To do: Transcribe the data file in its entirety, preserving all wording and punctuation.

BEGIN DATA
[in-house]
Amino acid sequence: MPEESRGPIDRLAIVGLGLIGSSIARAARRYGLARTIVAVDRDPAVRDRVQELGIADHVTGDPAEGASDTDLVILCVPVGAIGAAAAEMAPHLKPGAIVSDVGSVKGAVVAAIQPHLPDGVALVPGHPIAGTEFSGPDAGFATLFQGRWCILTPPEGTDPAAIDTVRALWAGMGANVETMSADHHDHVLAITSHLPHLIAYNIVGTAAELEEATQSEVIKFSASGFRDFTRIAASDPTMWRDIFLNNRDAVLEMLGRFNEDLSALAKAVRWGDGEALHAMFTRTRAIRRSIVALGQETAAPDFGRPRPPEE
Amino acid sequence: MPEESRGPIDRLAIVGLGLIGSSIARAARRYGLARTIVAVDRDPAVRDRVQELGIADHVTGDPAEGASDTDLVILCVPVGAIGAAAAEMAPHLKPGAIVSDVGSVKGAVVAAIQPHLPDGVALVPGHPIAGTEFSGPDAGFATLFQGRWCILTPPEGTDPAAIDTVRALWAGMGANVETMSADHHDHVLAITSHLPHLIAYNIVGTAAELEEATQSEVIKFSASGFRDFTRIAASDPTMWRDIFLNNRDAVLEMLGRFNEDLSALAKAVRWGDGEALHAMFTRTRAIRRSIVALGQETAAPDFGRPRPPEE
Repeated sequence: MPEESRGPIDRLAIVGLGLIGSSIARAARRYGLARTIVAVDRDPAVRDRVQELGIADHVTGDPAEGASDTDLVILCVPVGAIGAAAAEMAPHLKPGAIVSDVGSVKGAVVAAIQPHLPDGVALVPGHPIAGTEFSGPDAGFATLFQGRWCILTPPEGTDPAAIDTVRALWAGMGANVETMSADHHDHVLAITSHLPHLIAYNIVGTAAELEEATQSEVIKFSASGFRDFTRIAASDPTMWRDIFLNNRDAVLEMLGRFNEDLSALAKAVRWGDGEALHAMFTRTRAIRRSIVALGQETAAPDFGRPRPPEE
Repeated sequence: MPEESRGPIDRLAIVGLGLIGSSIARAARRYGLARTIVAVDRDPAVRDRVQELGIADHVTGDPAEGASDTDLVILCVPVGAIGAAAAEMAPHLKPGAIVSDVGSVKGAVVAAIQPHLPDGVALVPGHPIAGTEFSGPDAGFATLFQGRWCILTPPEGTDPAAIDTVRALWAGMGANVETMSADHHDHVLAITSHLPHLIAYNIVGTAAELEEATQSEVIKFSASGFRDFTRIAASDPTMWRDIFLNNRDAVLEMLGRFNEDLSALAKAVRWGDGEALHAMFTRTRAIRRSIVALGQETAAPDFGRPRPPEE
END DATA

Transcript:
[in-house]
Amino acid sequence: MPEESRGPIDRLAIVGLGLIGSSIARAARRYGLARTIVAVDRDPAVRDRVQELGIADHVTGDPAEGASDTDLVILCVPVGAIGAAAAEMAPHLKPGAIVSDVGSVKGAVVAAIQPHLPDGVALVPGHPIAGTEFSGPDAGFATLFQGRWCILTPPEGTDPAAIDTVRALWAGMGANVETMSADHHDHVLAITSHLPHLIAYNIVGTAAELEEATQSEVIKFSASGFRDFTRIAASDPTMWRDIFLNNRDAVLEMLGRFNEDLSALAKAVRWGDGEALHAMFTRTRAIRRSIVALGQETAAPDFGRPRPPEE
Amino acid sequence: MPEESRGPIDRLAIVGLGLIGSSIARAARRYGLARTIVAVDRDPAVRDRVQELGIADHVTGDPAEGASDTDLVILCVPVGAIGAAAAEMAPHLKPGAIVSDVGSVKGAVVAAIQPHLPDGVALVPGHPIAGTEFSGPDAGFATLFQGRWCILTPPEGTDPAAIDTVRALWAGMGANVETMSADHHDHVLAITSHLPHLIAYNIVGTAAELEEATQSEVIKFSASGFRDFTRIAASDPTMWRDIFLNNRDAVLEMLGRFNEDLSALAKAVRWGDGEALHAMFTRTRAIRRSIVALGQETAAPDFGRPRPPEE
Repeated sequence: MPEESRGPIDRLAIVGLGLIGSSIARAARRYGLARTIVAVDRDPAVRDRVQELGIADHVTGDPAEGASDTDLVILCVPVGAIGAAAAEMAPHLKPGAIVSDVGSVKGAVVAAIQPHLPDGVALVPGHPIAGTEFSGPDAGFATLFQGRWCILTPPEGTDPAAIDTVRALWAGMGANVETMSADHHDHVLAITSHLPHLIAYNIVGTAAELEEATQSEVIKFSASGFRDFTRIAASDPTMWRDIFLNNRDAVLEMLGRFNEDLSALAKAVRWGDGEALHAMFTRTRAIRRSIVALGQETAAPDFGRPRPPEE
Repeated sequence: MPEESRGPIDRLAIVGLGLIGSSIARAARRYGLARTIVAVDRDPAVRDRVQELGIADHVTGDPAEGASDTDLVILCVPVGAIGAAAAEMAPHLKPGAIVSDVGSVKGAVVAAIQPHLPDGVALVPGHPIAGTEFSGPDAGFATLFQGRWCILTPPEGTDPAAIDTVRALWAGMGANVETMSADHHDHVLAITSHLPHLIAYNIVGTAAELEEATQSEVIKFSASGFRDFTRIAASDPTMWRDIFLNNRDAVLEMLGRFNEDLSALAKAVRWGDGEALHAMFTRTRAIRRSIVALGQETAAPDFGRPRPPEE